Pretty petal baby hat

I had a precious little ball of pink sparkly yarn that I thought might be enough for  a baby hat…but not quite. I was in a bit of denial- I cast-on and started knitting, thinking that lace would stretch it out and I would get most of it done… yeah. No. Rip out and start over, with a bit more pre-planning.

I’m a little obsessed with the sparkly yarn- I have a pair of socks for myself, a pair of socks for someone who doesn’t read my blog, so I can talk about them all I want. I made a pair of sparkly blue socks for Kate as well. I love this yarn. It’s just so subtly sparkly- it isn’t ugly Christmas sweater sparkly, it just has a thin filament of sparkle spun in. Sigh. It is from Knitpicks, if there happens to be a sparkly yarn-shaped hole in your life. I think the gray would be really classy…

Anyway, I had a golf-ball sized chunk of it left, and a great-niece on the way, and I thought, what better use for this perfect little… shoot, not enough.  I wasn’t in complete denial, as I went along I considered ways of making it work. Maybe making it deliberately little- just a beanie? Nah.  Maybe a rapid flat-topped decrease on top, like a pillbox. Nah. Then I thought about it backwards and inside out- what if we considered the pink lacy part to be a cuff, to folded up over a white background? that way the lace would be more defined, and there would be some adjustability in the ear coverage.

My favorite lace pattern is Old Shale, also called feather and fan. It is easy to memorize, and makes the cast-on edge scalloped and ruffly. I originally got the pattern from The Twisted Sister Sock Workbook (not affiliated with Dee Snyder), but it is a traditional pattern- no one really owns it.

If you are considering learning a different lace pattern for a shawl or something, and want to practice, this could work as a swatch, and you have a hat at the end of (can you tell I hate swatching?)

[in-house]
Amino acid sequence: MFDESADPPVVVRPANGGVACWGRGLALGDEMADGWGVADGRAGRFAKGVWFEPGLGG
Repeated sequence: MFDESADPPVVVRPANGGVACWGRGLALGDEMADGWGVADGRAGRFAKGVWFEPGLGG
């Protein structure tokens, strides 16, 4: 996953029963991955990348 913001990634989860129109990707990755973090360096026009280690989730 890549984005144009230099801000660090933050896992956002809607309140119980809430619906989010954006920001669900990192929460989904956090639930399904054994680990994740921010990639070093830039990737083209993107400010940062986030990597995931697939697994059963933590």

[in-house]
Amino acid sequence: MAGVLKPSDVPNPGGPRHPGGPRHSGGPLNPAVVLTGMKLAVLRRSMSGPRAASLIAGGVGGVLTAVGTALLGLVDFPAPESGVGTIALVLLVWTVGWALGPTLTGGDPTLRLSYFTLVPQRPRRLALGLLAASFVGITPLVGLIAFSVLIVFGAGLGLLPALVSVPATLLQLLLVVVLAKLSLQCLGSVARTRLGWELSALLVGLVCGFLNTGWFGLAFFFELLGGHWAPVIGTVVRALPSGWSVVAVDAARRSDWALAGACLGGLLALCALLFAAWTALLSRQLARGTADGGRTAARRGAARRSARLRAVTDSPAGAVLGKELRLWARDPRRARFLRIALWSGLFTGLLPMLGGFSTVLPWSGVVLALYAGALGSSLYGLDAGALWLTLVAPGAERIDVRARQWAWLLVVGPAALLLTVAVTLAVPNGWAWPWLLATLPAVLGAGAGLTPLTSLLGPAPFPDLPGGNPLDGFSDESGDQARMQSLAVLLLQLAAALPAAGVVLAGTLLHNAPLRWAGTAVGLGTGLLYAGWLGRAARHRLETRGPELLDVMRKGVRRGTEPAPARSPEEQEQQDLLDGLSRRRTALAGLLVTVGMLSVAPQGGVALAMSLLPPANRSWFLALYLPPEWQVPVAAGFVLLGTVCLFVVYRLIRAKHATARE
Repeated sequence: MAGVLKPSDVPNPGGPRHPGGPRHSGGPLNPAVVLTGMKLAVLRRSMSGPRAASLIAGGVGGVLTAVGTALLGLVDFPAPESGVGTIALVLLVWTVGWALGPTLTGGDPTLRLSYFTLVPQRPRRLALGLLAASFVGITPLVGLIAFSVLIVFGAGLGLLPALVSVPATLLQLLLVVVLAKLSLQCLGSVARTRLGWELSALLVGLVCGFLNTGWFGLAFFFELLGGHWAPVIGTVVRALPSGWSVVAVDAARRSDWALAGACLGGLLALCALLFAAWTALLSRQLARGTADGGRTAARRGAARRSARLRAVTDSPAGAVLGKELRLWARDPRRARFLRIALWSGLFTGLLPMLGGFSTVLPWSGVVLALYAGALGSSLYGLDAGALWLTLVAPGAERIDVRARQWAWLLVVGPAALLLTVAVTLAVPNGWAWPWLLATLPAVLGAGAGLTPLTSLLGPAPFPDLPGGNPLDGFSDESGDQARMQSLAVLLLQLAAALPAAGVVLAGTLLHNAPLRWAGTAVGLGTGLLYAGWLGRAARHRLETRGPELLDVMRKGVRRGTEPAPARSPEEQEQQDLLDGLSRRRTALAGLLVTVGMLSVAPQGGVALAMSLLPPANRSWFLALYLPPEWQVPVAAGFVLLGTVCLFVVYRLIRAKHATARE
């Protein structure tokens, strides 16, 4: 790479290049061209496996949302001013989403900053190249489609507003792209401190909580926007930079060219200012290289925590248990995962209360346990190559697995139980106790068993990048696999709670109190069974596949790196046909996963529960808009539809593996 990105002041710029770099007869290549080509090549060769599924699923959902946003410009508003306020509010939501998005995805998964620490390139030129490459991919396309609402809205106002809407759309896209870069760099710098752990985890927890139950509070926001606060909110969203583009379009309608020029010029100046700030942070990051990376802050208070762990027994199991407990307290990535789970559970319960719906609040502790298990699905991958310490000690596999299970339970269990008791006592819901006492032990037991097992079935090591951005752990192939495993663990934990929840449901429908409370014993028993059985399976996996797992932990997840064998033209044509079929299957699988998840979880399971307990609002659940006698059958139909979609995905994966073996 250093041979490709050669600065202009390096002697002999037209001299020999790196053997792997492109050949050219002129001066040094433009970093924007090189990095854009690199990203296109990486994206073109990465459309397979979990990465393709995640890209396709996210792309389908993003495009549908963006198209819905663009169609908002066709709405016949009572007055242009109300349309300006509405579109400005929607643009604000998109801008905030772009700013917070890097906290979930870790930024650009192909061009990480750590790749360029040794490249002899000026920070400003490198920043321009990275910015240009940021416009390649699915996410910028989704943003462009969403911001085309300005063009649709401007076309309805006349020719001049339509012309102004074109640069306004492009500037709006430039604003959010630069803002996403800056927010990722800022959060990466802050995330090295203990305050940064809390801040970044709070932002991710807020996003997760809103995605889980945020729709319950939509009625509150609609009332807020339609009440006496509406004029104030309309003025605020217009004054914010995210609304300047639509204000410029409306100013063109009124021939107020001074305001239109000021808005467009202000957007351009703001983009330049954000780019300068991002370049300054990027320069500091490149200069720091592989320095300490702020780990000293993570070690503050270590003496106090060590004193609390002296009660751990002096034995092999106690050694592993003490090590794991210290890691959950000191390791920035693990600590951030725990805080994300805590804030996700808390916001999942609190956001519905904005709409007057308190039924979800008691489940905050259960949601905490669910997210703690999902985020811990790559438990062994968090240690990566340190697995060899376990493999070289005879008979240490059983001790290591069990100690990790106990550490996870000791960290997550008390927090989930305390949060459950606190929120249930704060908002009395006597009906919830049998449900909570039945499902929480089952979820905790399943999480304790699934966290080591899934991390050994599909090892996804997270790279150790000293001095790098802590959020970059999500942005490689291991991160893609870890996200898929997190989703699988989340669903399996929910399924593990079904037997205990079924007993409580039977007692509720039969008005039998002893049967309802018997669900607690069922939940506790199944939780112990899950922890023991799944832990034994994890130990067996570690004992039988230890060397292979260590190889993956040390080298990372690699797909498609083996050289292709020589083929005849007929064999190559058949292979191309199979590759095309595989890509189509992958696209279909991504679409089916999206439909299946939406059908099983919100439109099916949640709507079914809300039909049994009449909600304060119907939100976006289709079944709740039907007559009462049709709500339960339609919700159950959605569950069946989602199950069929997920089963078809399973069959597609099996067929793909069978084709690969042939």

This pattern is adjustable, either by using bigger needles and thicker yarn (perhaps for a big sister?) or by adding repeats to the old shale pattern- each repeat is 11 stitches, which makes about 1 and 1/4 inches in the circumference of the hat.

Some people test really well on being able to visualize and rotate shapes inside their minds, seeing how puzzle pieces go together, spinning parts around in three dimensions.  At least one of my brothers is gifted at this.  I am not.

I had to concentrate really hard to figure out how the heck I would turn this around so that the pretty side of the lace would show through the holes in the lace of the folded up cuff part, but I wouldn’t have to construct the entire hat backwards…. I am sure the mental exercise was good for me.

Then I was sitting next to the hillbilly goldfish pond, enjoying the sunshine, and had a thought. What if I just turned it inside out, and knit in the other direction? Yeah. That works. There is kind of a hole from going the other way, but since I changed colors there, the hole can get filled in with the woven-in ends.

Gauge is not super important here- baby heads come in a wide range of sizes- this is for a baby due in December/January. I would make it bigger for babies born at different times of the year… with my gauge, using this yarn and these needles the hat is 16 inches around. Your mileage may vary.


Knitpicks Glimmer sock yarn in carnation

Knitpicks Stroll sock yarn in bare

size 3, 16 inch circular needles

Old shale lace pattern- cast on a multiple of 11, join round, being careful not to twist.

round 1 and 2 knit

round 3 perl

round 4 knit two together 2x ,* yo k 4x, knit 2 together 4x*

Cast on 99 stitches in pink and work old shale pattern as written for 3 repeats. (Making the third row perl makes it so the edge does not roll.) Then continue without perling the 3rd row until the piece measures 3 inches from cast on edge- which will be scalloped. Or, if you have a tiny amount of contrast yarn, go until you run out of yarn, as I did.

Switch to white yarn. Turn the piece inside out, so that the wrong side faces you. You will have to go backwards over what you have knit. There will be a slight gap, but you have to weave in the ends if you change colors, so the gap will be filled.